This is who will be prosecuted if people don't wear masks

Wearing a face mask is now mandatory under revised lockdown regulations.

FILE: Justice Minister Ronald Lamola. Picture: Sethembiso Zulu/EWN

CAPE TOWN/JOHANNESBURG - Justice Minister Ronald Lamola said magistrates would have the final say on sentences and penalties if people were prosecuted for not wearing masks in public.

Wearing a face mask is now mandatory under revised lockdown regulations.

The minister is part of the Justice, Crime Prevention and Security Cluster which on Wednesday provided an update on amended lockdown regulations following President Cyril Ramaphosa’s address on Sunday.

Lamola explained that taxi drivers, shop owners and other authorities must ensure that people wear masks or they would be prosecuted.

"The responsibility is with the taxi driver or owner, or the person who is running a retail shop, or a government building. It is anyone who controls a facility where people gather. That person must ensure no one is without a mask. That person will be prosecuted."

He added: “I must state that from the beginning when we started with the Disaster Management Act, we encouraged members of the public to wear masks. We didn’t want to criminalise it, but we’re now going to the second stage where we put the duty on compliance officers to ensure this. The third stage, if there’s non-compliance, will be one where it lies with the general public.”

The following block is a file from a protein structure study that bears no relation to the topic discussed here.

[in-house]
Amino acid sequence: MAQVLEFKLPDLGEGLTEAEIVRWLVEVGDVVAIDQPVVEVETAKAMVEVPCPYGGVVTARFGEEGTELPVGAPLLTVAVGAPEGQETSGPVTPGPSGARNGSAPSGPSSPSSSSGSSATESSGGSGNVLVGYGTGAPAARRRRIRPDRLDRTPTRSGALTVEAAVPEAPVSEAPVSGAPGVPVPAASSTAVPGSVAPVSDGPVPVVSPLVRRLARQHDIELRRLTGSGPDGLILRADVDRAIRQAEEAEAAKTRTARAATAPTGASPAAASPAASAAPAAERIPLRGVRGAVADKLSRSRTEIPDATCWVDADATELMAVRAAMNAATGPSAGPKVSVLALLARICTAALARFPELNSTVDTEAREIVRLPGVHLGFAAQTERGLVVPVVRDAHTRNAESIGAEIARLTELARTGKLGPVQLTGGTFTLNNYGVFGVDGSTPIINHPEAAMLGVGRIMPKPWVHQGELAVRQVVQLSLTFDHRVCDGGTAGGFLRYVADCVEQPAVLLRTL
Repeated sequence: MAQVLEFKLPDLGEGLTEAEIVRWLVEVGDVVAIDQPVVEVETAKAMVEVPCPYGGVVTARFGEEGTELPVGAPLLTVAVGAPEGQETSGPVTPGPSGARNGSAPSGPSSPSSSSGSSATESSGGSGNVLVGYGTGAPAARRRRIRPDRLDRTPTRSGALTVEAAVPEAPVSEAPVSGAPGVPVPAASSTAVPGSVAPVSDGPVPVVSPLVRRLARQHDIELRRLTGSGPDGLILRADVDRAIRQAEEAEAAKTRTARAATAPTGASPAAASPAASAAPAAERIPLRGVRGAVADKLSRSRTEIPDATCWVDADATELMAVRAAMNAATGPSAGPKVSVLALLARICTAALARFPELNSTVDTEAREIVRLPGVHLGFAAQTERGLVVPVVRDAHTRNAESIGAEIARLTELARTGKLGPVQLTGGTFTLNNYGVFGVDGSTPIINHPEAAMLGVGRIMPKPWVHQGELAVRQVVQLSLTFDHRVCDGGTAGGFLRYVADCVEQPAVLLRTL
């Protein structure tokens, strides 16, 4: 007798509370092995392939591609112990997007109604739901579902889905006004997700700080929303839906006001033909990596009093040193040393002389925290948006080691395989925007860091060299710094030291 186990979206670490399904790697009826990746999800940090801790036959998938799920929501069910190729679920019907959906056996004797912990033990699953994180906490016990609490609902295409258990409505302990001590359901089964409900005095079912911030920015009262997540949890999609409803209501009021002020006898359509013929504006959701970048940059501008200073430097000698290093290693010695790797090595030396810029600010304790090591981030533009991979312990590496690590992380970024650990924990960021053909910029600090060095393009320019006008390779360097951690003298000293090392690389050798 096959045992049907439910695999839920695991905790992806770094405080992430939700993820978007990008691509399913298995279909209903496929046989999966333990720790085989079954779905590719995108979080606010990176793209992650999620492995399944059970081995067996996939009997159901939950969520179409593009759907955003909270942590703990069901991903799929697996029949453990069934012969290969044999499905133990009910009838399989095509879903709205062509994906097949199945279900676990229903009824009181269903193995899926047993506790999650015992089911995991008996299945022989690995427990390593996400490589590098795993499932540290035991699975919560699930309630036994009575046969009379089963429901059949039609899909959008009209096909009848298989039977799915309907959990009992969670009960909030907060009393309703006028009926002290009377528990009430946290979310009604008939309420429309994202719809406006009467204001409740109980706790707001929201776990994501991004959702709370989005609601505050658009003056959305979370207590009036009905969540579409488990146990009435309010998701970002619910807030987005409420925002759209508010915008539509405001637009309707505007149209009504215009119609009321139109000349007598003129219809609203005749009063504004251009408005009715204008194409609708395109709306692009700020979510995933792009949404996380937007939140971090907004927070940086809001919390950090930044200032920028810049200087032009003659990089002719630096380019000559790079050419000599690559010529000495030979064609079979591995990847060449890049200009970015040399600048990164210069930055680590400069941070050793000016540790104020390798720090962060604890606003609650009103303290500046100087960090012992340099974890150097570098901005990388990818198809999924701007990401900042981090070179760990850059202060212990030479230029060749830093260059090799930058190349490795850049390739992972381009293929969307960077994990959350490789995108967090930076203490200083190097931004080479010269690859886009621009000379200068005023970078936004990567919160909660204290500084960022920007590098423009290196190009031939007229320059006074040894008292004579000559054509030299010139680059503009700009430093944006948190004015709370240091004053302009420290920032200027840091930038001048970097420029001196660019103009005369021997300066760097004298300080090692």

Lamola warned you could get a criminal record for breaking lockdown rules if you were found guilty in court.

“There could be an instance where the magistrate reduces it. It could either be six months or the option of a fine. It is left to the magistrate to decide on the sentence under the circumstances.”

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Cooperative Governance Minister Nkosazana Dlamini-Zuma has stressed the importance of wearing a face during the coronavirus pandemic. Dlamini-Zuma led a briefing by ministers in the National Coronavirus Command Council on Monday.

The president announced amended regulations and said that the wearing of face masks was mandatory when in public. The wearing of face masks, however, does not apply to people who undertake "vigorous" exercise in a public place, but they'll have to maintain a distance of at least three metres from any other person.

With South Africa among the top 10 most-affected countries in the world, Dlamini-Zuma said that South Africans should wear masks to protect themselves.

“Every single person must wear a mask. If you don’t have a mask, you can take a scarf, shawl, T-shirt or piece of cloth to put around your nose and mouth to protect everyone.”

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